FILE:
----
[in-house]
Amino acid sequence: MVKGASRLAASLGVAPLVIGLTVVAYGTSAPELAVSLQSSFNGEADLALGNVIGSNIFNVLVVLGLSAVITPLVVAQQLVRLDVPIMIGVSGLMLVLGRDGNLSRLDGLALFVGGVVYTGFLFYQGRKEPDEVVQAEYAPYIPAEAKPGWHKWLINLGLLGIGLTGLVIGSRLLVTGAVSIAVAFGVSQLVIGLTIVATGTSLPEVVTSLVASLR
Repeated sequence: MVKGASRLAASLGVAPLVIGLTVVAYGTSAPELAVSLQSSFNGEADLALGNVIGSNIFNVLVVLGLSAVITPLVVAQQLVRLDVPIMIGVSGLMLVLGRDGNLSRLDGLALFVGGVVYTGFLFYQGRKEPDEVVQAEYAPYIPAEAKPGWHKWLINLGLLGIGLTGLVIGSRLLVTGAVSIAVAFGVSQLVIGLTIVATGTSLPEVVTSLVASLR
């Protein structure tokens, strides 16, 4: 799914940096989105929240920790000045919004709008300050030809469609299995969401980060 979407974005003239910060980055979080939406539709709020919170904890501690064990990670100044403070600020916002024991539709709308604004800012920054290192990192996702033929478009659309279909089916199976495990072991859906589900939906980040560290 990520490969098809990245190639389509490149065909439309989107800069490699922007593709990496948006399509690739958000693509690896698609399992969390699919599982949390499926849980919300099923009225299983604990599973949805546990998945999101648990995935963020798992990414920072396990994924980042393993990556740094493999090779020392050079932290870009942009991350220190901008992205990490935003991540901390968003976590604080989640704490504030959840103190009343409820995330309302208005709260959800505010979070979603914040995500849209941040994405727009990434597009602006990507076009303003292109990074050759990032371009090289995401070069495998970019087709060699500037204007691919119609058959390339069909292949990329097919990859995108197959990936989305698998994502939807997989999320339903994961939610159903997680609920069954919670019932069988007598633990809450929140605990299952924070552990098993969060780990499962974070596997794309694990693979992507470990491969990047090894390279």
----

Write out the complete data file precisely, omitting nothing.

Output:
[in-house]
Amino acid sequence: MVKGASRLAASLGVAPLVIGLTVVAYGTSAPELAVSLQSSFNGEADLALGNVIGSNIFNVLVVLGLSAVITPLVVAQQLVRLDVPIMIGVSGLMLVLGRDGNLSRLDGLALFVGGVVYTGFLFYQGRKEPDEVVQAEYAPYIPAEAKPGWHKWLINLGLLGIGLTGLVIGSRLLVTGAVSIAVAFGVSQLVIGLTIVATGTSLPEVVTSLVASLR
Repeated sequence: MVKGASRLAASLGVAPLVIGLTVVAYGTSAPELAVSLQSSFNGEADLALGNVIGSNIFNVLVVLGLSAVITPLVVAQQLVRLDVPIMIGVSGLMLVLGRDGNLSRLDGLALFVGGVVYTGFLFYQGRKEPDEVVQAEYAPYIPAEAKPGWHKWLINLGLLGIGLTGLVIGSRLLVTGAVSIAVAFGVSQLVIGLTIVATGTSLPEVVTSLVASLR
């Protein structure tokens, strides 16, 4: 799914940096989105929240920790000045919004709008300050030809469609299995969401980060 979407974005003239910060980055979080939406539709709020919170904890501690064990990670100044403070600020916002024991539709709308604004800012920054290192990192996702033929478009659309279909089916199976495990072991859906589900939906980040560290 990520490969098809990245190639389509490149065909439309989107800069490699922007593709990496948006399509690739958000693509690896698609399992969390699919599982949390499926849980919300099923009225299983604990599973949805546990998945999101648990995935963020798992990414920072396990994924980042393993990556740094493999090779020392050079932290870009942009991350220190901008992205990490935003991540901390968003976590604080989640704490504030959840103190009343409820995330309302208005709260959800505010979070979603914040995500849209941040994405727009990434597009602006990507076009303003292109990074050759990032371009090289995401070069495998970019087709060699500037204007691919119609058959390339069909292949990329097919990859995108197959990936989305698998994502939807997989999320339903994961939610159903997680609920069954919670019932069988007598633990809450929140605990299952924070552990098993969060780990499962974070596997794309694990693979992507470990491969990047090894390279």